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Cultural Catwalk: Christ and Culture I

Now that we’ve looked at Joseph and Joey’s lives, we’ve come to a fork in the cultural catwalk road. We must determine what clearly fixed foundation is appropriate for the path we want to walk on.

In the last post, I said, “There is no dilemma. The options are clear. You can choose to become a follower of Jesus Christ—and have eternal hope—or continue living under worldly pretense and die saying, ‘If only.’”

In spite of the aforementioned quote, many people live in fear. Fear of the presumed worldly notion that we’ll lose our freedom—that which comes from being involved in a culture that leaves Christ on the outside. Others live in a different fear. Fear of the truth of where they’ve been—that a Christ inclusive culture wouldn’t welcome them.

It’s easy for me to say that both kinds of fear are illogical and without merit. However, for the person who is seeking something greater than self, fear is the clearly fixed foundation upon which they base their current cultural catwalk. Unstable, swinging back and forth, and fascinated with worldly pursuits and opinions, persons living in fear, feel immobilized. Unable to make life choices, they are one kind of person in one culture and a different person in another culture.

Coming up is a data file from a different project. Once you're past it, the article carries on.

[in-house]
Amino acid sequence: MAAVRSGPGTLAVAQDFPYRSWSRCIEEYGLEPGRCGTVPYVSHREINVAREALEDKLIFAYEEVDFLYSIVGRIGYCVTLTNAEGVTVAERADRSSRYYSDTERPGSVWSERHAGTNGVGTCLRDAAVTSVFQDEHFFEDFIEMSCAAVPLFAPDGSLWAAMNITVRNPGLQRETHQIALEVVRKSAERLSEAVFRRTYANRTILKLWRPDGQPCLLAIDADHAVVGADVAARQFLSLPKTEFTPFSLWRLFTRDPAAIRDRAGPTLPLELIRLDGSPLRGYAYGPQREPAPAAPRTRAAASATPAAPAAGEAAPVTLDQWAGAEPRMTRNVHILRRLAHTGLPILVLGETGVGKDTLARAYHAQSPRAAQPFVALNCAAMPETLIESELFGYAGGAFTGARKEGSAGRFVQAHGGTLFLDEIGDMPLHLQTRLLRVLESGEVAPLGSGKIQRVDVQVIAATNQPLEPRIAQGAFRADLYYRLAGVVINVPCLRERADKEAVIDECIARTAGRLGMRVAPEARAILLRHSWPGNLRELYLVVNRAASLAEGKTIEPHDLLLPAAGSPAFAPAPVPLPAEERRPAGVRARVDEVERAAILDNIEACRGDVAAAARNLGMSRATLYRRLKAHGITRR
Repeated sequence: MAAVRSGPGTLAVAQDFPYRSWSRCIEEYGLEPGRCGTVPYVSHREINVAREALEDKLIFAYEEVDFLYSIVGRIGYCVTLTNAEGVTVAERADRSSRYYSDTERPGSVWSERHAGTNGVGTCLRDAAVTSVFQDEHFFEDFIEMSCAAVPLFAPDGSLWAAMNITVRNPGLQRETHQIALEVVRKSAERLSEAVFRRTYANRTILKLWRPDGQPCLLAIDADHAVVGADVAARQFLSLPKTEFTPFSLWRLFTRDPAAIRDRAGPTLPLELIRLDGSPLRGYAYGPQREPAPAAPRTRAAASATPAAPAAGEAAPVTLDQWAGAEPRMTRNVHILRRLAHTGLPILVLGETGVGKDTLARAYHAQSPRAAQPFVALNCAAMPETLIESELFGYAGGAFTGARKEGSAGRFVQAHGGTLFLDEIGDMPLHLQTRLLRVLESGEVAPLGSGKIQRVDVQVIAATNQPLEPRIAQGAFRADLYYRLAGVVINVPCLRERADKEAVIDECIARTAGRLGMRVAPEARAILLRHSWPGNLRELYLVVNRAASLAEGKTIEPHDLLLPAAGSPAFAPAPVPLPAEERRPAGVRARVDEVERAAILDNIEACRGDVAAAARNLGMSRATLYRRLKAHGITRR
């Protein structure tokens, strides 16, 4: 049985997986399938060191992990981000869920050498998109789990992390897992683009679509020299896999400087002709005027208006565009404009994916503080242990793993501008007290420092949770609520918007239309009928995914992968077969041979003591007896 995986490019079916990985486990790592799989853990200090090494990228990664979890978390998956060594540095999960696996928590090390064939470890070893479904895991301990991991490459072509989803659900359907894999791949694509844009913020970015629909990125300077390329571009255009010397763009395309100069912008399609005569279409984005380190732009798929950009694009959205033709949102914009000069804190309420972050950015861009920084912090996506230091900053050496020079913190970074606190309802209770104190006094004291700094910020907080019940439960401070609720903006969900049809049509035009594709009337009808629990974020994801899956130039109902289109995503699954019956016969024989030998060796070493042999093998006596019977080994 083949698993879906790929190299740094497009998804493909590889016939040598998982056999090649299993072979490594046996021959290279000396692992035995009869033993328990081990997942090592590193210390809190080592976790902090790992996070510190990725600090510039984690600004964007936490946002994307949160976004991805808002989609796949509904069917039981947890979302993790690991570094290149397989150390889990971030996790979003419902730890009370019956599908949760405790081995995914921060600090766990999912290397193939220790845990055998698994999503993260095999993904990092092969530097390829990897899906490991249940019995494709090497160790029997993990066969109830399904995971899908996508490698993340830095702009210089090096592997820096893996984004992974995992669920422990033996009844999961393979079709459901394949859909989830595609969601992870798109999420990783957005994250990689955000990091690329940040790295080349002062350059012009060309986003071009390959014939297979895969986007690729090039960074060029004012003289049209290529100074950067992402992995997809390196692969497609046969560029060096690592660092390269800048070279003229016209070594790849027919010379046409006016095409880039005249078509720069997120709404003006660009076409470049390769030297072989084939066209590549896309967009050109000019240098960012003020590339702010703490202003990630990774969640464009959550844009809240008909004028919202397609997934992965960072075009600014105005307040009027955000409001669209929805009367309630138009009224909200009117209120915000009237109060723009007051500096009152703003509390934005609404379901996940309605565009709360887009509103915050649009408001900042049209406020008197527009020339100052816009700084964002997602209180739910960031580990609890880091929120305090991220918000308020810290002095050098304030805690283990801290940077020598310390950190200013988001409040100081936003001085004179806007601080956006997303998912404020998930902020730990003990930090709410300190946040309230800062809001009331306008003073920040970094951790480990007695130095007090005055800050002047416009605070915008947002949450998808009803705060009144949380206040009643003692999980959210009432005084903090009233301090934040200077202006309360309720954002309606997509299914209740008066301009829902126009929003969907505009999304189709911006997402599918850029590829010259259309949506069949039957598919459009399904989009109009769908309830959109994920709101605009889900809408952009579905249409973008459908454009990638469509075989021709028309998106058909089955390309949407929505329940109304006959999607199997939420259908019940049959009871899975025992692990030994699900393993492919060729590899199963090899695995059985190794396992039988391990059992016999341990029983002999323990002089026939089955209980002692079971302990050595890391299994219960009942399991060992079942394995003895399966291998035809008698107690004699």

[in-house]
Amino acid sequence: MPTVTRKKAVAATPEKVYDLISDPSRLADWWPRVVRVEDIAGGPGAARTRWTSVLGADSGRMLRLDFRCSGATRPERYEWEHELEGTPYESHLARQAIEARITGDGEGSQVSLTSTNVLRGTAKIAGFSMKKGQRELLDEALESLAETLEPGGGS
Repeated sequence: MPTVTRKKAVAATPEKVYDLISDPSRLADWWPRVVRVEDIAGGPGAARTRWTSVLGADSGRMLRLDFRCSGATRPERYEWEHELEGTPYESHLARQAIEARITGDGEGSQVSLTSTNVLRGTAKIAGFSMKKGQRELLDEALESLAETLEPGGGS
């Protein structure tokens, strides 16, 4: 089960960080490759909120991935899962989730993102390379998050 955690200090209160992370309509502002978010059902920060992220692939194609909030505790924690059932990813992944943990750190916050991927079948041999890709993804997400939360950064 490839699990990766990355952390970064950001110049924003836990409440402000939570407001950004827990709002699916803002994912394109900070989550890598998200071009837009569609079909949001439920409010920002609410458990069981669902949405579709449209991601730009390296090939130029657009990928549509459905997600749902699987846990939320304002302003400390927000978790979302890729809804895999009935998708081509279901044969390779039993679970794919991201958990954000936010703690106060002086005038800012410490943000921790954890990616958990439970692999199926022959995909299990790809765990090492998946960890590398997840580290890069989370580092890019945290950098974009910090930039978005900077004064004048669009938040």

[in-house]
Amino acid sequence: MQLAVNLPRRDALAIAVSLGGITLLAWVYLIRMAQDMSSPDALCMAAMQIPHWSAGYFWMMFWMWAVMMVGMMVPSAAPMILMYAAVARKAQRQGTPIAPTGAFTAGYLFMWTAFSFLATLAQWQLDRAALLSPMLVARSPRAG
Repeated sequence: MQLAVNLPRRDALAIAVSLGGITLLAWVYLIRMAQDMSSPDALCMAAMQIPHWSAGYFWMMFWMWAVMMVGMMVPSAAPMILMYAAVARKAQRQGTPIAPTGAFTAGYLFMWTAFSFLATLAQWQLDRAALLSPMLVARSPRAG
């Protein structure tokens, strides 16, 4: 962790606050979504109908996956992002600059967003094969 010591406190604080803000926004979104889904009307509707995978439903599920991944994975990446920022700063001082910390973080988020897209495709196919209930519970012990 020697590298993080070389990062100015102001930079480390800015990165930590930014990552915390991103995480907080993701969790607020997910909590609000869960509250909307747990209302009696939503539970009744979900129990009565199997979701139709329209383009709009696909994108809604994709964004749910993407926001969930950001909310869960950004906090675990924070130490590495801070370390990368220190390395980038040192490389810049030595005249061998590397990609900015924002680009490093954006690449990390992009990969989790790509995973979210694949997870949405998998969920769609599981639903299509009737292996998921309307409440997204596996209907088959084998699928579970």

Let’s look at the clearly fixed foundation points of each type of cultural catwalk:

A Christ Centered Cultural Catwalk

Is based on a life of faith, with Jesus at the helm, through Bible study and communing with people of true faith.

Its goal is to love all people, including those who have hurt us, because God created them in his image, and gives them the opportunity to accept Christ into their lives.

The result is daily hope in Christ’s ability to make all people, including ourselves, more like him, and to spend eternity with him.


A World Centered Cultural Catwalk

Is based on a life of letting others make decisions for you through the media and social networks. You are welcomed if you believe in the establishment and its ideas.

Its goal is to resent, make fun of, or get back at those people who aren’t on the same page as we are, which brings hate and unresolved anger into our midst.

The result is a constant desire to fit in, be popular, accept greed, hate, and false promises, only to find ourselves on the outside, looking in.

When we examine the above points and read carefully the phrases that explain the differences between a Christ Centered Cultural Catwalk and a World Centered Cultural Catwalk, our fears are easily classified.

For example, if we know that we are welcomed as we are, love all people, and therefore, live with daily hope, our fears are diminished. On the other hand, if we let others make decisions for us, and try to remain on their same page, with a constant desire to fit in, we inadvertently live in fear.

There are two forks in the road leading to two different cultural catwalks. Which one would you choose?

Next post: Contextual view of each Cultural Catwalk

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